Confusion, rather than prejudice, may lie at the root of the suspicion many people feel towards foreigners. A new study by the University of Chicago suggests that when accents make people less certain about what an individual is saying, they may transfer that uncertainty onto the statement itself, deciding that the statement is less credible. As a result, many people equate accents with a lack of trustworthiness.
Previous research had shown that listeners find statements that are delivered in an accent less believable. This effect increases as accents become thicker. The new evidence lends further support to these findings and take them a step further. It appears that participants in the recent study made an association between how easily they could understand a speaker and how credible the speaker was. Because accents make understanding more difficult, they make non-native speakers appear less truthful.
These findings are particularly relevant in today’s world, where millions of people live and work in countries where their own native language is not dominant. Accents may affect the way people interact with foreign employees, customer service representatives or health-care providers.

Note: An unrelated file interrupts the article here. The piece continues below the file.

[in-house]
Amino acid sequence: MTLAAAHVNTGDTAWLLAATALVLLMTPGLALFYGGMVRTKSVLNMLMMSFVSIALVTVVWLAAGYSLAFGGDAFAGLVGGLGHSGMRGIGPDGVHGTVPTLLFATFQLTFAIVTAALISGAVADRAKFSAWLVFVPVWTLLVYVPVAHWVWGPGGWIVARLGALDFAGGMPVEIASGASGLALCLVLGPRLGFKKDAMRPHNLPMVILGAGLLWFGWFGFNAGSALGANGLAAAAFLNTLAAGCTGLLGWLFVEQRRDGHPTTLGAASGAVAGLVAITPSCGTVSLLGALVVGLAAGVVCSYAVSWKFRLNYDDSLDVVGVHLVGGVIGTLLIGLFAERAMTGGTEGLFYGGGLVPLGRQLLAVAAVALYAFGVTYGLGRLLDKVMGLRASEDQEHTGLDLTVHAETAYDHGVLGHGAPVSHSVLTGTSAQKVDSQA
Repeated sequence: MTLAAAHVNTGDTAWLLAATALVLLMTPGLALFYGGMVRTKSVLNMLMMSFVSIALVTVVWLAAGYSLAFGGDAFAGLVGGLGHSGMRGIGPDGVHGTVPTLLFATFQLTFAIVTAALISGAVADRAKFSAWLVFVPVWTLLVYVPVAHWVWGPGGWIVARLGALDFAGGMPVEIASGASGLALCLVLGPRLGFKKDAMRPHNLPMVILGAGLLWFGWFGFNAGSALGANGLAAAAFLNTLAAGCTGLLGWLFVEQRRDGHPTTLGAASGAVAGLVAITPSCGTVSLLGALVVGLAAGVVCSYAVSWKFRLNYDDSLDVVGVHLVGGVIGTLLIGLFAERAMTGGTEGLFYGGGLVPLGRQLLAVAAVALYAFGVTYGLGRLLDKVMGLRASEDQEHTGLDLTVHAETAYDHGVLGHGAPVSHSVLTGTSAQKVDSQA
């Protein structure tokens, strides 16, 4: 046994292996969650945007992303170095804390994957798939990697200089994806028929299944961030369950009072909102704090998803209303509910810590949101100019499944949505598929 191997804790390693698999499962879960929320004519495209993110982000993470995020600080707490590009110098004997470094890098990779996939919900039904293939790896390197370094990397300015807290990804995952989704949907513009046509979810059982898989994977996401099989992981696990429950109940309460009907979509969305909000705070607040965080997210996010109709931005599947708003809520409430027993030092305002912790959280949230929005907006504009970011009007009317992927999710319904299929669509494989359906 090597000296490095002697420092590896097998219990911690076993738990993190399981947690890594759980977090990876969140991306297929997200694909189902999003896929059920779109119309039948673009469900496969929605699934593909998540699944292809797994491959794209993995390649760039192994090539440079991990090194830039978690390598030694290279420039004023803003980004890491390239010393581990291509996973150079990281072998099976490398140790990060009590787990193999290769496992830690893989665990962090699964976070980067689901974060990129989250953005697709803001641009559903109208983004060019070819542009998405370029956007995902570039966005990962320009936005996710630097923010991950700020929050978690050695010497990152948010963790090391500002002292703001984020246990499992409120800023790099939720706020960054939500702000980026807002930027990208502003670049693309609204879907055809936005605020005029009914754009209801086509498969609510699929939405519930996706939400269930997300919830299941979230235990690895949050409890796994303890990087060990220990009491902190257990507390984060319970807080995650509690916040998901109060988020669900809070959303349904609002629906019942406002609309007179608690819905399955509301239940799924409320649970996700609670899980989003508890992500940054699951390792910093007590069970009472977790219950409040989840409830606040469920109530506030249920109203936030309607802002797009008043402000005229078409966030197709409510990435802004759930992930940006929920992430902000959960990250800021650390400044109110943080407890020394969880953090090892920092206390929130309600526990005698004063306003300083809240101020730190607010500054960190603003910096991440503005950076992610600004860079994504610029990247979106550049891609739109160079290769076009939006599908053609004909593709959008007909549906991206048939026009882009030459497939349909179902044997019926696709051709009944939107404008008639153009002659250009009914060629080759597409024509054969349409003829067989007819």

As unfortunate and unfair that it is, from a psychological standpoint it makes sense that accents would play a role when people decide who is credible and who is not. Accent is not only a clear indication that the speaker came from a different culture. Accents can make people feel uncertain about what a non-native speaker is trying to say. Distrust often follows on the heels of uncertainty.
As part of the study, published in the Journal of Experimental Social Psychology, native and non-native English speakers were told to deliver lines that expressed neutral trivia-style facts. Participants were told that the speakers were merely delivering lines. Yet they were still more likely to rate the statements as untrue if they were spoken by an individual with an accent.
The problem lies in the natural tendency humans have to associate one thing with another. When people have a harder time understanding statements made in an accent, they misinterpret the difficulty understanding as an indicator that a statement is problematic in terms of credibility.